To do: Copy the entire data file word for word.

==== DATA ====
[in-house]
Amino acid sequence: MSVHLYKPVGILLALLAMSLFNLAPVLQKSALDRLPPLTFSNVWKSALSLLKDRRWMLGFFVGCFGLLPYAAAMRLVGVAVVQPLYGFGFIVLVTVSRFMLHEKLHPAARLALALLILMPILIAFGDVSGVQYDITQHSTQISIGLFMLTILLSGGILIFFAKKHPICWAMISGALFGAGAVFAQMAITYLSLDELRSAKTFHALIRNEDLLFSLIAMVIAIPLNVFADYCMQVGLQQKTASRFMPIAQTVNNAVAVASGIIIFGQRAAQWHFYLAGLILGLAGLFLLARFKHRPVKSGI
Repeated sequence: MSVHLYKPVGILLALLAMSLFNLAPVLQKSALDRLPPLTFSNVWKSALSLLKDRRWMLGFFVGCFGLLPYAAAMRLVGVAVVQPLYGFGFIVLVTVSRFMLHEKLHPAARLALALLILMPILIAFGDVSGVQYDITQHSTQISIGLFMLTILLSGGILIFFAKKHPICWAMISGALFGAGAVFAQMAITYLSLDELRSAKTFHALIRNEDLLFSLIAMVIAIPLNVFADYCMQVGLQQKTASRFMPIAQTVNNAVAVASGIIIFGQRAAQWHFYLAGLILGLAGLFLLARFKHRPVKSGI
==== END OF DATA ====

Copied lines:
[in-house]
Amino acid sequence: MSVHLYKPVGILLALLAMSLFNLAPVLQKSALDRLPPLTFSNVWKSALSLLKDRRWMLGFFVGCFGLLPYAAAMRLVGVAVVQPLYGFGFIVLVTVSRFMLHEKLHPAARLALALLILMPILIAFGDVSGVQYDITQHSTQISIGLFMLTILLSGGILIFFAKKHPICWAMISGALFGAGAVFAQMAITYLSLDELRSAKTFHALIRNEDLLFSLIAMVIAIPLNVFADYCMQVGLQQKTASRFMPIAQTVNNAVAVASGIIIFGQRAAQWHFYLAGLILGLAGLFLLARFKHRPVKSGI
Repeated sequence: MSVHLYKPVGILLALLAMSLFNLAPVLQKSALDRLPPLTFSNVWKSALSLLKDRRWMLGFFVGCFGLLPYAAAMRLVGVAVVQPLYGFGFIVLVTVSRFMLHEKLHPAARLALALLILMPILIAFGDVSGVQYDITQHSTQISIGLFMLTILLSGGILIFFAKKHPICWAMISGALFGAGAVFAQMAITYLSLDELRSAKTFHALIRNEDLLFSLIAMVIAIPLNVFADYCMQVGLQQKTASRFMPIAQTVNNAVAVASGIIIFGQRAAQWHFYLAGLILGLAGLFLLARFKHRPVKSGI